Worst. Open. House. Ever.
Tom and Gemma weren’t even interested in Yonder, really—the funky suburb that salesman Martin had somehow talked them into seeing. Sure, the couple was looking for a house, but not this house. Not in this neighborhood. Even the mini-models in the showroom were boring. Each model looked exactly the same—right down to the creamy avacado hue each was painted, the color of Pepto-Bismol if it came in green.
The neighborhood was worse. Calling them “cookie cutter” would be a disservice to cookies. The houses seemed clones of each other. And that’s not all: Even the trees looked cloned. The umbrellas, cloned. Every fake blade of fake turf looked exactly like every other.
But Gemma and Tom politely listen to Martin’s spiel as he walks them through house No. 9. The master bedroom (with a picture of—what else—the master bedroom hanging over the bed). The kitchen (with a guest basket in the fridge, complete with champagne and strawberries). The living room.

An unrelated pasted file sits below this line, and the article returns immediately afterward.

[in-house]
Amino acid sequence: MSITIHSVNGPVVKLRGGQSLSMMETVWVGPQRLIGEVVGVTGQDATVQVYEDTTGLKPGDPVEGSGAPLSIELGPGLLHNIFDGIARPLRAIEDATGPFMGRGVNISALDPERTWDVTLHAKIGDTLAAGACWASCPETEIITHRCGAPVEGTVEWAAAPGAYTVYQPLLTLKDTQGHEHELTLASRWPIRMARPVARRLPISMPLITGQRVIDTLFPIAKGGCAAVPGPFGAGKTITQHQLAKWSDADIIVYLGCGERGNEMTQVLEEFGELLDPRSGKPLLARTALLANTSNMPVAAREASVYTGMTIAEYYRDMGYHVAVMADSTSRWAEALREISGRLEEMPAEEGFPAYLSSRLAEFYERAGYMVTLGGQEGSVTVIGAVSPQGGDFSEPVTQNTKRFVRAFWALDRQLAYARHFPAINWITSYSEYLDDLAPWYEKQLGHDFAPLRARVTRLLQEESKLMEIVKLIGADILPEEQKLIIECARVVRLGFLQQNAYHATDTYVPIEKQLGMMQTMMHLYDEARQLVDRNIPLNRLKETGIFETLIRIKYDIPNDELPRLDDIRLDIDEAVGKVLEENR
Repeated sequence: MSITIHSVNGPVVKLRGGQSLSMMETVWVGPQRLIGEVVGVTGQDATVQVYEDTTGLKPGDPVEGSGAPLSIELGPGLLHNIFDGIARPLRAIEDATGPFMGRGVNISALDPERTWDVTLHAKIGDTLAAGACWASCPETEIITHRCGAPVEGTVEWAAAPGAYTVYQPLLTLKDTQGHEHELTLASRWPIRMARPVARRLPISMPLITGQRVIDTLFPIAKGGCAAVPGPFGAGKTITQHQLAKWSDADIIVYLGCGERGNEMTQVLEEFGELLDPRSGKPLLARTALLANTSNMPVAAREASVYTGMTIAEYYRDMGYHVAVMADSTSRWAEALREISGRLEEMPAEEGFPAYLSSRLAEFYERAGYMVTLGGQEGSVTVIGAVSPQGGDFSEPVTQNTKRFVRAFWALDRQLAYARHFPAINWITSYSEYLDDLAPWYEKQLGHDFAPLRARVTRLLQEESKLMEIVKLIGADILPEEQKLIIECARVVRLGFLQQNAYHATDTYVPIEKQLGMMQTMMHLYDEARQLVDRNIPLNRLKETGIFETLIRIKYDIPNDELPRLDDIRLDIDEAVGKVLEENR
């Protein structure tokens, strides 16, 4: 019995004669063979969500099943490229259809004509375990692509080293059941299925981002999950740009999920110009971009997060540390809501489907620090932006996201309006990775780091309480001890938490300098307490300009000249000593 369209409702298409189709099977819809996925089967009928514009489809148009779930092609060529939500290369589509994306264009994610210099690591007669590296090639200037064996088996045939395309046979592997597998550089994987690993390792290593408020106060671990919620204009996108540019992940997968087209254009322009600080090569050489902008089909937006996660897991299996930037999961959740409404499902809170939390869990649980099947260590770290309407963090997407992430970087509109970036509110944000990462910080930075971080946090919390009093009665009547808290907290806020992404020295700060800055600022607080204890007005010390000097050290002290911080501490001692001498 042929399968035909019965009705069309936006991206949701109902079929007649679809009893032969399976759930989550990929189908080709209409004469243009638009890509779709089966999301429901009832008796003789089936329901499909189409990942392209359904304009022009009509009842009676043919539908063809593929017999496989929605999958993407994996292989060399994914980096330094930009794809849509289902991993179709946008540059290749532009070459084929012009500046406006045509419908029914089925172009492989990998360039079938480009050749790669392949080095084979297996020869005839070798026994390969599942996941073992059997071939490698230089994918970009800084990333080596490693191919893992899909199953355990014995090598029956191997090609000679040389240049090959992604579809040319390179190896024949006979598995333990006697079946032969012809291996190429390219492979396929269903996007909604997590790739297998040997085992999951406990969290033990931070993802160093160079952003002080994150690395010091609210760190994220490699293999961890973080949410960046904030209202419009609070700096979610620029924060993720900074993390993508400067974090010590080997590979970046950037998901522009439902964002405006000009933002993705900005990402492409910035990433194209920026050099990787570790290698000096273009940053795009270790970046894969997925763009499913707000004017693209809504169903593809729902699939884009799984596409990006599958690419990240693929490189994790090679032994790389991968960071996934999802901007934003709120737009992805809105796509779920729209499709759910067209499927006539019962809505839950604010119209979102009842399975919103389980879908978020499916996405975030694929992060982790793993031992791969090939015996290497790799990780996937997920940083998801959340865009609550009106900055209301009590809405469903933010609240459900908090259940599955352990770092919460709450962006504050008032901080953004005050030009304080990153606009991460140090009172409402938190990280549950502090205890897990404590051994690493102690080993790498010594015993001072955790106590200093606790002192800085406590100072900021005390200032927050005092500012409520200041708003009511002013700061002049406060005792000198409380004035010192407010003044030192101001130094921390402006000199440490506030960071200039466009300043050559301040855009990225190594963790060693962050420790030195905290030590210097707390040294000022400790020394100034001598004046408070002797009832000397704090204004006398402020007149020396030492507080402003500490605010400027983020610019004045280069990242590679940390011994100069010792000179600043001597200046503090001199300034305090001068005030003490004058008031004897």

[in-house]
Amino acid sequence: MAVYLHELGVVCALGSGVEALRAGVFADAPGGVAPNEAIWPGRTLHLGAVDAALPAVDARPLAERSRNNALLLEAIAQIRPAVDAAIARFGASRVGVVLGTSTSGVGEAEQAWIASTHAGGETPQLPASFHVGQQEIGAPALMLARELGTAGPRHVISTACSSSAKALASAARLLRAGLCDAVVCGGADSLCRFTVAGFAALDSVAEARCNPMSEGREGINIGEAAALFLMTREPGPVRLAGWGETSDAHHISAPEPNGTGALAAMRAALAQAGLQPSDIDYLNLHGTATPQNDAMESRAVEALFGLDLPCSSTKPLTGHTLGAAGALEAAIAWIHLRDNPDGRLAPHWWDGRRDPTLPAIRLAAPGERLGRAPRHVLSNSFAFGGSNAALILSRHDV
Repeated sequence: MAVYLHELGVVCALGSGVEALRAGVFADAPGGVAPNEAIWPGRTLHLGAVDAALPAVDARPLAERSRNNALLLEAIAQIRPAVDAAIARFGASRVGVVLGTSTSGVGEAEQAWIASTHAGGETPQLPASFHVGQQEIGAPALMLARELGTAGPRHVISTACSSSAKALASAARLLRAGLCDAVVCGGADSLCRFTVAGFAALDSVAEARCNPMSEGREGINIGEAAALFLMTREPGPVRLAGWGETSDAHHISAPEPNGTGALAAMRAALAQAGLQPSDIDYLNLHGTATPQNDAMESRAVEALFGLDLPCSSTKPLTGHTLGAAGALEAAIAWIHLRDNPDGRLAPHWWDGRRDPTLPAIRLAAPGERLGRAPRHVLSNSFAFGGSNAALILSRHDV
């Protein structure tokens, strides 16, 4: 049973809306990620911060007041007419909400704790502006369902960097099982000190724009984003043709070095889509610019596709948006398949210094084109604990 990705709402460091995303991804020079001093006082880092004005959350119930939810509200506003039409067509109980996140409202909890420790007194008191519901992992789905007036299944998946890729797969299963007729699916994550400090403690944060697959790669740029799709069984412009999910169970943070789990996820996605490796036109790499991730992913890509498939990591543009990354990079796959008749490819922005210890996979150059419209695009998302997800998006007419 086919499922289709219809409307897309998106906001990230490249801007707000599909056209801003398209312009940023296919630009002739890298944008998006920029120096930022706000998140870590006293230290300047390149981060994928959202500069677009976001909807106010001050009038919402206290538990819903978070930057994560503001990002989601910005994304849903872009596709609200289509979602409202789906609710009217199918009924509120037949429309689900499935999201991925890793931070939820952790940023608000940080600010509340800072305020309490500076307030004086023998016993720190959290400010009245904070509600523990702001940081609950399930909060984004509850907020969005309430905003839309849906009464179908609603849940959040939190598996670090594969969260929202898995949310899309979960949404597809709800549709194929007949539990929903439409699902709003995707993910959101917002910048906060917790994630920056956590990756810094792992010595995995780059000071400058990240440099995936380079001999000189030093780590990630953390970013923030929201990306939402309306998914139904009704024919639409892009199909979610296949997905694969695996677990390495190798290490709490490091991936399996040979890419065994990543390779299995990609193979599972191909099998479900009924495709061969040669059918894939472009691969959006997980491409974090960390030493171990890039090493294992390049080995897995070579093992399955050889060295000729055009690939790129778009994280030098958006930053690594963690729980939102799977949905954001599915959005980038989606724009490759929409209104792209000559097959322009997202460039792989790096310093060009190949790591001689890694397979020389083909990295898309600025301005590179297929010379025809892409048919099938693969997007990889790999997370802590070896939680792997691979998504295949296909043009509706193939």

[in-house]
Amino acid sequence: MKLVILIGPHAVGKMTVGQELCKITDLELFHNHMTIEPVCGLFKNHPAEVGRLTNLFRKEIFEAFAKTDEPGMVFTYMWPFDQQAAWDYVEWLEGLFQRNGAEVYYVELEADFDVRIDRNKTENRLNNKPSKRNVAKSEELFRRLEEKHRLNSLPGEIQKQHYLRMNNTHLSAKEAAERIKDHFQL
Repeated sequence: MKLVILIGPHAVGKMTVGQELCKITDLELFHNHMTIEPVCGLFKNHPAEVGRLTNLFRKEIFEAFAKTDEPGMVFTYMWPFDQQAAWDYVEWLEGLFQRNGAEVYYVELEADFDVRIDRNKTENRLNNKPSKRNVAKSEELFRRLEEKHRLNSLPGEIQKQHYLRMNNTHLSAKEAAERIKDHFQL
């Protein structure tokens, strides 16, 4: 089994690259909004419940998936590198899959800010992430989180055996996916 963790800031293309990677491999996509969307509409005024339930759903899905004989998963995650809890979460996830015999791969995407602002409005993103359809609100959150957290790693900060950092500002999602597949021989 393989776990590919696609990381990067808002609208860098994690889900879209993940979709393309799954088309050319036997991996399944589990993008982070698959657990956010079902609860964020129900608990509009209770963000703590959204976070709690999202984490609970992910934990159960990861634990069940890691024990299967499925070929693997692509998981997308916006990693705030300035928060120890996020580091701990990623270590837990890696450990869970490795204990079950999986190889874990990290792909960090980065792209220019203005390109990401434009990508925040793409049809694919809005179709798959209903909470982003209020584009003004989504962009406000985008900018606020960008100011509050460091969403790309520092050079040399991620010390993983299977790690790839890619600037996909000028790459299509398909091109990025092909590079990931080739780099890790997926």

“A room to live in,” Martin says. “Memories will be made in the ample spaces between these walls.”
Gemma and Tom smile and nod and look at a few more rooms, knowing there’s no way they’ll buy a place in Yonder. Not their style. Then again, is it anyone’s?
But then when they’re ready to go, Martin is nowhere to be seen. It’s as if the suburb simply swallowed him whole.
Tom and Gemma climb in their own car and drive away from house No. 9, happy to leave this sickly mint community.
But it’s not so easy to leave. Every street and row of houses looks exactly the same. Turn left, turn right, doesn’t matter; they’re still in Yonder. It’s as if the entire community is a Mobius strip. They drive all afternoon and into the night, the car finally running out of gas … in front of house No. 9.